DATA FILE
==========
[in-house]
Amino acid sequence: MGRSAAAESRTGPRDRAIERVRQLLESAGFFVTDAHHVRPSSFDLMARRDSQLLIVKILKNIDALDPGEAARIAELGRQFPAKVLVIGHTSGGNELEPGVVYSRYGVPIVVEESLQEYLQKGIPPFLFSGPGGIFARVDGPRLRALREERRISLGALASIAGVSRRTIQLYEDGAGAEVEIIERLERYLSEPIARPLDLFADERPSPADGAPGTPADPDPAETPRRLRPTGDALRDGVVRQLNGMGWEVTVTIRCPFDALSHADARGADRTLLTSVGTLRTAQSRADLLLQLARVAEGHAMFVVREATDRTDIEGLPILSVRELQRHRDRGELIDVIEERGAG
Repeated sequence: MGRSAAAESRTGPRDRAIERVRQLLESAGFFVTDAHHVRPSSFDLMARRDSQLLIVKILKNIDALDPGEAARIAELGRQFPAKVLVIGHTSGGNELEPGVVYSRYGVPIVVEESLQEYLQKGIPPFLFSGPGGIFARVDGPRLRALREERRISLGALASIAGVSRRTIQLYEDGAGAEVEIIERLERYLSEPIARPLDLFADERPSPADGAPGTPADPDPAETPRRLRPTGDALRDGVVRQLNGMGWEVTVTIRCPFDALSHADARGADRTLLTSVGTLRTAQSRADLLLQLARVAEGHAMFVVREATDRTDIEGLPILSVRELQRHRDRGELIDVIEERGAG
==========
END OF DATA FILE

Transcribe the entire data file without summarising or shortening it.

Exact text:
[in-house]
Amino acid sequence: MGRSAAAESRTGPRDRAIERVRQLLESAGFFVTDAHHVRPSSFDLMARRDSQLLIVKILKNIDALDPGEAARIAELGRQFPAKVLVIGHTSGGNELEPGVVYSRYGVPIVVEESLQEYLQKGIPPFLFSGPGGIFARVDGPRLRALREERRISLGALASIAGVSRRTIQLYEDGAGAEVEIIERLERYLSEPIARPLDLFADERPSPADGAPGTPADPDPAETPRRLRPTGDALRDGVVRQLNGMGWEVTVTIRCPFDALSHADARGADRTLLTSVGTLRTAQSRADLLLQLARVAEGHAMFVVREATDRTDIEGLPILSVRELQRHRDRGELIDVIEERGAG
Repeated sequence: MGRSAAAESRTGPRDRAIERVRQLLESAGFFVTDAHHVRPSSFDLMARRDSQLLIVKILKNIDALDPGEAARIAELGRQFPAKVLVIGHTSGGNELEPGVVYSRYGVPIVVEESLQEYLQKGIPPFLFSGPGGIFARVDGPRLRALREERRISLGALASIAGVSRRTIQLYEDGAGAEVEIIERLERYLSEPIARPLDLFADERPSPADGAPGTPADPDPAETPRRLRPTGDALRDGVVRQLNGMGWEVTVTIRCPFDALSHADARGADRTLLTSVGTLRTAQSRADLLLQLARVAEGHAMFVVREATDRTDIEGLPILSVRELQRHRDRGELIDVIEERGAG